The health effects of exposure to secondary organic aerosols (SOAs) are still limited. Here, we investigated and compared the toxicities of soot particles (SP) coated with β-pinene SOA (SOAβPin-SP) and SP coated with naphthalene SOA (SOANap-SP) in a human bronchial epithelial cell line (BEAS-2B) residing at the air–liquid interface. SOAβPin-SP mostly contained oxygenated aliphatic compounds from β-pinene photooxidation, whereas SOANap-SP contained a significant fraction of oxygenated aromatic products under similar conditions. Following exposure, genome-wide transcriptome responses showed an Nrf2 oxidative stress response, particularly for SOANap-SP. Other signaling pathways, such as redox signaling, inflammatory signaling, and the involvement of matrix metalloproteinase, were identified to have a stronger impact following exposure to SOANap-SP. SOANap-SP also induced a stronger genotoxicity response than that of SOAβPin-SP. This study elucidated the mechanisms that govern SOA toxicity and showed that, compared to SOAs derived from a typical biogenic precursor, SOAs from a typical anthropogenic precursor have higher toxicological potency, which was accompanied with the activation of varied cellular mechanisms, such as aryl hydrocarbon receptor. This can be attributed to the difference in chemical composition; specifically, the aromatic compounds in the naphthalene-derived SOA had higher cytotoxic potential than that of the β-pinene-derived SOA.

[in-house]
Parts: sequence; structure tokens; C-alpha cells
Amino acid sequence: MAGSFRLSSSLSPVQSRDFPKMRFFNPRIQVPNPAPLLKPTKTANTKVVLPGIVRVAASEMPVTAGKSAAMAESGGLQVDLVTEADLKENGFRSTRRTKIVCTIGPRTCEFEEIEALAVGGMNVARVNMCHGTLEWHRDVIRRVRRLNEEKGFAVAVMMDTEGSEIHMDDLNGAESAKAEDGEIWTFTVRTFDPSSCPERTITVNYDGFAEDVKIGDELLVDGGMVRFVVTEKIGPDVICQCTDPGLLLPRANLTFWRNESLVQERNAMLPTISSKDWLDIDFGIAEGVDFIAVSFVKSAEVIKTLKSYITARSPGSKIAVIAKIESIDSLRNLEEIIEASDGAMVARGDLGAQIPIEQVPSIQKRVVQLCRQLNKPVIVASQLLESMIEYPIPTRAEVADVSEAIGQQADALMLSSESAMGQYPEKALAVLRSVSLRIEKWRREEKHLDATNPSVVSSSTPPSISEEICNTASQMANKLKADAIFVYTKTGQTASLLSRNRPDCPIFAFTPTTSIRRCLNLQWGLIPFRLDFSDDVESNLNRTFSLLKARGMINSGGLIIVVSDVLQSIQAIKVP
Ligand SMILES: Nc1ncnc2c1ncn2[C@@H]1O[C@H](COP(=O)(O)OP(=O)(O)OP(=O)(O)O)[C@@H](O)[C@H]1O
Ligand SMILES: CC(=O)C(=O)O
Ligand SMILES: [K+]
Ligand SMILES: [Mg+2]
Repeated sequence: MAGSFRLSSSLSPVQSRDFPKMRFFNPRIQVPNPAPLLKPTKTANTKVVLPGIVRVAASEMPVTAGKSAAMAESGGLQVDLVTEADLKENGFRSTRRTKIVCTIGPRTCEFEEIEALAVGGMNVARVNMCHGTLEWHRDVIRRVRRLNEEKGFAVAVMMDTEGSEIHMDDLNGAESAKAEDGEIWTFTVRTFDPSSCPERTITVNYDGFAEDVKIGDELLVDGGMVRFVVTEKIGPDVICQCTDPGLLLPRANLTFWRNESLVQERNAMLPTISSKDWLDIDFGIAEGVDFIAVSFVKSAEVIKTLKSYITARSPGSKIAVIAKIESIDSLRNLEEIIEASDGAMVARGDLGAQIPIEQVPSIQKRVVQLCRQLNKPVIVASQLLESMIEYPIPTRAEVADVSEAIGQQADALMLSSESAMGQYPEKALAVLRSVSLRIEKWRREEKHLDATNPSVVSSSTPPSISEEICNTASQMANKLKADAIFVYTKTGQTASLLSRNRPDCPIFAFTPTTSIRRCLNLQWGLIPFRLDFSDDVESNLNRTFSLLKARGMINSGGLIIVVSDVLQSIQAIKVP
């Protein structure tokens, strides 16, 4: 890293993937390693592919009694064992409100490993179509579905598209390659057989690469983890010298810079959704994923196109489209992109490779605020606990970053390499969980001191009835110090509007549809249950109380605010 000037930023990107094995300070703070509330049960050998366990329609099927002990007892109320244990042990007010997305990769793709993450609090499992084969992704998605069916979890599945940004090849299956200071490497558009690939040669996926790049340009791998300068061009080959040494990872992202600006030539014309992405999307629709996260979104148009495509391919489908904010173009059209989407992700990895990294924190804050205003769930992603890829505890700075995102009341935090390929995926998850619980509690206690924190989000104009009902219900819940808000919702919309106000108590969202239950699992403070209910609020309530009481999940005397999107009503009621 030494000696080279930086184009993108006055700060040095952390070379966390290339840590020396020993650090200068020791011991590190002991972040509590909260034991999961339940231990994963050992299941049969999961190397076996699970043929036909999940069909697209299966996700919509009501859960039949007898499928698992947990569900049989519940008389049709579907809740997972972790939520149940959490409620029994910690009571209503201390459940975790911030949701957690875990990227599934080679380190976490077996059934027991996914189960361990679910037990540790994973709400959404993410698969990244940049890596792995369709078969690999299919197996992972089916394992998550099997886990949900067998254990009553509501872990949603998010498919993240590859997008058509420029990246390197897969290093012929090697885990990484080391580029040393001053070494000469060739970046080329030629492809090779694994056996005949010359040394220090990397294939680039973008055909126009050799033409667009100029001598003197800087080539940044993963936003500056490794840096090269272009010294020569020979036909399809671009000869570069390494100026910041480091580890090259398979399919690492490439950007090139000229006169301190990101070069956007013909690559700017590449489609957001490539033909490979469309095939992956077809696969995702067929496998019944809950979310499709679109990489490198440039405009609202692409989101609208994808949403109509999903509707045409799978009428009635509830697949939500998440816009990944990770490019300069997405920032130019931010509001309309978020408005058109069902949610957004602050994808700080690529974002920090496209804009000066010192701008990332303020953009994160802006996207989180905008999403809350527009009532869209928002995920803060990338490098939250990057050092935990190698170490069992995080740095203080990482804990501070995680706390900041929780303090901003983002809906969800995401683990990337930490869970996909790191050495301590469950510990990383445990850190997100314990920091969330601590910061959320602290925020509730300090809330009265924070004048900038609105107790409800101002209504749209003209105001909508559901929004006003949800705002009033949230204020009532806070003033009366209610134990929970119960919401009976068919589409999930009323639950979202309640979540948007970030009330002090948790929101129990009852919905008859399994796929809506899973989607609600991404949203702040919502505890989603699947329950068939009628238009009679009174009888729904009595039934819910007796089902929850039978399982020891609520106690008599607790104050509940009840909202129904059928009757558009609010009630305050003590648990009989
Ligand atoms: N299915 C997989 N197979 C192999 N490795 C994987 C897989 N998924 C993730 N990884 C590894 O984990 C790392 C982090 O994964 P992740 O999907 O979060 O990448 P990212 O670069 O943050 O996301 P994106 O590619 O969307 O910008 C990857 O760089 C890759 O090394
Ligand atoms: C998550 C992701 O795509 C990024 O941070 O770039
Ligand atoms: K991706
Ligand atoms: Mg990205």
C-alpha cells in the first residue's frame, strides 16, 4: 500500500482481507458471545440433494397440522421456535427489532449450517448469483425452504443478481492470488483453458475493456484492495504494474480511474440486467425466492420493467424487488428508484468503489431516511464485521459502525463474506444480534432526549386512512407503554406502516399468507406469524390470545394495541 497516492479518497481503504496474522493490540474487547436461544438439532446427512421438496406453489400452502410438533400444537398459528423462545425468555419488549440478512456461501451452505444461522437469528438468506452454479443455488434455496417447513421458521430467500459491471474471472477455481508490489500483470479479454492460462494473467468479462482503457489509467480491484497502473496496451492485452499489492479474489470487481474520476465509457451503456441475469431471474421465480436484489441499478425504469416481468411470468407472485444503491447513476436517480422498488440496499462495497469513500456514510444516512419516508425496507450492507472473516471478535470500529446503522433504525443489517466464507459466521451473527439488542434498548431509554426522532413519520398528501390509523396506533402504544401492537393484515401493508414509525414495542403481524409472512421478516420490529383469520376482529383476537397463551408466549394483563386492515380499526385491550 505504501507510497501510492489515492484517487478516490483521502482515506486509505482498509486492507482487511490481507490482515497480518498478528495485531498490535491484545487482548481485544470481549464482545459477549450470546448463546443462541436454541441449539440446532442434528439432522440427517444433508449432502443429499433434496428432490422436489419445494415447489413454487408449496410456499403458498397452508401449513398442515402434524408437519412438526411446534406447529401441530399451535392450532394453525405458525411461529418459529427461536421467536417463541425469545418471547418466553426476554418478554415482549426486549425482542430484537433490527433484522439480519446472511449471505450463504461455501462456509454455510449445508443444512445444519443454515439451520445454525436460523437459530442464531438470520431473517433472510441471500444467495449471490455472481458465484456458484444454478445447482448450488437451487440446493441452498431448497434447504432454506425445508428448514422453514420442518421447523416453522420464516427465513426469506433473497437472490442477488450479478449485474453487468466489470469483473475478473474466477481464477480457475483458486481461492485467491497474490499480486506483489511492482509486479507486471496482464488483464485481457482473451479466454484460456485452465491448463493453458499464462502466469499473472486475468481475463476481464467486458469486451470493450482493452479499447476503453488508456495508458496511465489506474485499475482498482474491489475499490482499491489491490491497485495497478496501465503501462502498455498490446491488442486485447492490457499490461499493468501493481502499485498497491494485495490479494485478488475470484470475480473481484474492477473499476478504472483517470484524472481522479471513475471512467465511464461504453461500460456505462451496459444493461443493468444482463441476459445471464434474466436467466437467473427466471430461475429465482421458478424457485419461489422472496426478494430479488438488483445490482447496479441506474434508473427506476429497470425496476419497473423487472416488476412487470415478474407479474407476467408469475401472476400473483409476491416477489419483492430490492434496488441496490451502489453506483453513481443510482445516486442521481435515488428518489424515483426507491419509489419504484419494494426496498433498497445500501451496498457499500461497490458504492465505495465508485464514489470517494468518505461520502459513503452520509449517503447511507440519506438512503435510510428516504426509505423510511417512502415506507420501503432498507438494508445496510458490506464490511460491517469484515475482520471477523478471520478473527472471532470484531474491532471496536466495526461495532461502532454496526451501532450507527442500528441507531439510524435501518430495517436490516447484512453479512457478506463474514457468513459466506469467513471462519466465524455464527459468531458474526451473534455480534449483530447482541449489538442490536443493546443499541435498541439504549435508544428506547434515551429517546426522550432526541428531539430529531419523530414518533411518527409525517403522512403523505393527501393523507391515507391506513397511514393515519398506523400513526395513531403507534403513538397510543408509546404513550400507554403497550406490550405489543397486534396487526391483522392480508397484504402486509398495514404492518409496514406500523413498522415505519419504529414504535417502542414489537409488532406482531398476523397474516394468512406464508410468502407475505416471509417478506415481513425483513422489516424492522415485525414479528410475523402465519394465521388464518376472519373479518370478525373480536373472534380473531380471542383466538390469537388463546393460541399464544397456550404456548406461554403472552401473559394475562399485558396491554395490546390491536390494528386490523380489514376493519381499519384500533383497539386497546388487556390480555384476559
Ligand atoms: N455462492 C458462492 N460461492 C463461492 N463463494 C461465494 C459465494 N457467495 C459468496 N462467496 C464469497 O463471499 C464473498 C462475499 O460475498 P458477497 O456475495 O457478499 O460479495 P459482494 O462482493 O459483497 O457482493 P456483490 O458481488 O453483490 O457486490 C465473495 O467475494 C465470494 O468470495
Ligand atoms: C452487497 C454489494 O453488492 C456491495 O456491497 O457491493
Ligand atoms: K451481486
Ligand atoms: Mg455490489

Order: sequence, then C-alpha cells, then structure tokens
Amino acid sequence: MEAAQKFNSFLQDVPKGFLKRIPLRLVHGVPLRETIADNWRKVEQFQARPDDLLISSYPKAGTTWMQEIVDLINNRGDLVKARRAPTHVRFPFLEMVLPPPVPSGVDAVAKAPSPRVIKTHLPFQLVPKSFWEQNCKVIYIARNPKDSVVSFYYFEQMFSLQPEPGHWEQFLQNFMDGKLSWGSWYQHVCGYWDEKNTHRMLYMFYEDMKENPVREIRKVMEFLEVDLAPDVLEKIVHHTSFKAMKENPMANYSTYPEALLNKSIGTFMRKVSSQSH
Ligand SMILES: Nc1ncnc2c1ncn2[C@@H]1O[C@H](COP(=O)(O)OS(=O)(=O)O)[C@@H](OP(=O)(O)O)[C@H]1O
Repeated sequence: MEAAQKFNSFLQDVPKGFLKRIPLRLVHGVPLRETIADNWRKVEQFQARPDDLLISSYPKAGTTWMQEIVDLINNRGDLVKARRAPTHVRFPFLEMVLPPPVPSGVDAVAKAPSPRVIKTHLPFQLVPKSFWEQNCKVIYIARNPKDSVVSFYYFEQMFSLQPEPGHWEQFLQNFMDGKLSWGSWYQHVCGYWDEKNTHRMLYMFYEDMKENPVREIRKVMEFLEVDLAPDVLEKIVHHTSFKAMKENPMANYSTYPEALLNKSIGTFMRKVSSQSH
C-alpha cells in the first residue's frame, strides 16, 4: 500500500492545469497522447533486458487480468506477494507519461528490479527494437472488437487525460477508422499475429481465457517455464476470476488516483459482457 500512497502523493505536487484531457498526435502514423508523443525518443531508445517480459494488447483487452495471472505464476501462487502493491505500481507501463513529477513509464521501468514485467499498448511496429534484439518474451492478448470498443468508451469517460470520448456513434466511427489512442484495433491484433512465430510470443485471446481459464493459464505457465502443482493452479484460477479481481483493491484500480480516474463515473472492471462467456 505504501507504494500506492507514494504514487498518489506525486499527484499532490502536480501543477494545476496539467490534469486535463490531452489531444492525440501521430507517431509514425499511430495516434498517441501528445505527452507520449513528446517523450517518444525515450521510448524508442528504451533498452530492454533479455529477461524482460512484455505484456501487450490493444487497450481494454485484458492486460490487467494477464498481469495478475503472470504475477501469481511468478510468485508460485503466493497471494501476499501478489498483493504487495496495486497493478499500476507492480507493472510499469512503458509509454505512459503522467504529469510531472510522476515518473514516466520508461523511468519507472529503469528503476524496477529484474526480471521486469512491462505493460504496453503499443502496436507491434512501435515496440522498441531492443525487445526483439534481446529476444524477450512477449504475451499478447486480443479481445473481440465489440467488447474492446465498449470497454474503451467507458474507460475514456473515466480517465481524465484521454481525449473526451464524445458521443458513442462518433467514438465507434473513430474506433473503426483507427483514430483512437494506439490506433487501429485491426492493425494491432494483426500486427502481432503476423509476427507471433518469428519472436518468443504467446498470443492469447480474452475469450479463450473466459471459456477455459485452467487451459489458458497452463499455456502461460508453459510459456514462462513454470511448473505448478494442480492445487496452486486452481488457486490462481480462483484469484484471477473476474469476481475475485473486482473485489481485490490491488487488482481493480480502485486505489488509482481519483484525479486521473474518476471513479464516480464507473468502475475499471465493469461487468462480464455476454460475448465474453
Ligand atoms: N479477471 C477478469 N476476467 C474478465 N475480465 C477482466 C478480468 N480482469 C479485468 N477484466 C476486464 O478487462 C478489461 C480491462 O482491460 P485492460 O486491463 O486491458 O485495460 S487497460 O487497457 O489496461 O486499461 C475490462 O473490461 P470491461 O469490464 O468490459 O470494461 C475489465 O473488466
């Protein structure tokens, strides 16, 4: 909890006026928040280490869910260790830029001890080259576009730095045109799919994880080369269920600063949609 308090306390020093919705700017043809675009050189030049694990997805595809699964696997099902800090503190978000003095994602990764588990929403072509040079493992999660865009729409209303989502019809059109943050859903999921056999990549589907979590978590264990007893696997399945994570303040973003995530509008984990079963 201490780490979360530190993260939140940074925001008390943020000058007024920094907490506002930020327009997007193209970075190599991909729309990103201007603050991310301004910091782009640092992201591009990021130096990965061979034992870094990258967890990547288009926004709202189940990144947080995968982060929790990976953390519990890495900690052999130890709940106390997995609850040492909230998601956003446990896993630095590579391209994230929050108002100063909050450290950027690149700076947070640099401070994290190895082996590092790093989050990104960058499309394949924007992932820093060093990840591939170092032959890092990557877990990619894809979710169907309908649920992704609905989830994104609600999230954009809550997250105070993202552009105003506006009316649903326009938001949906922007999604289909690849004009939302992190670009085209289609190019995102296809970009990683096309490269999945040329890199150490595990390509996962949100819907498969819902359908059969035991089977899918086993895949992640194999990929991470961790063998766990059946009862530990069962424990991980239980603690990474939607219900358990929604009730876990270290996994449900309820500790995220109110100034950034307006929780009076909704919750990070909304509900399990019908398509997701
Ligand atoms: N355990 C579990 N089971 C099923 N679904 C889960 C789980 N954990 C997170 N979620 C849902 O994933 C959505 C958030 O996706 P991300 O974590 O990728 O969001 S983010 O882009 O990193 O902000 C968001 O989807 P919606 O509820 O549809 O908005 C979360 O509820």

Graphical Abstract

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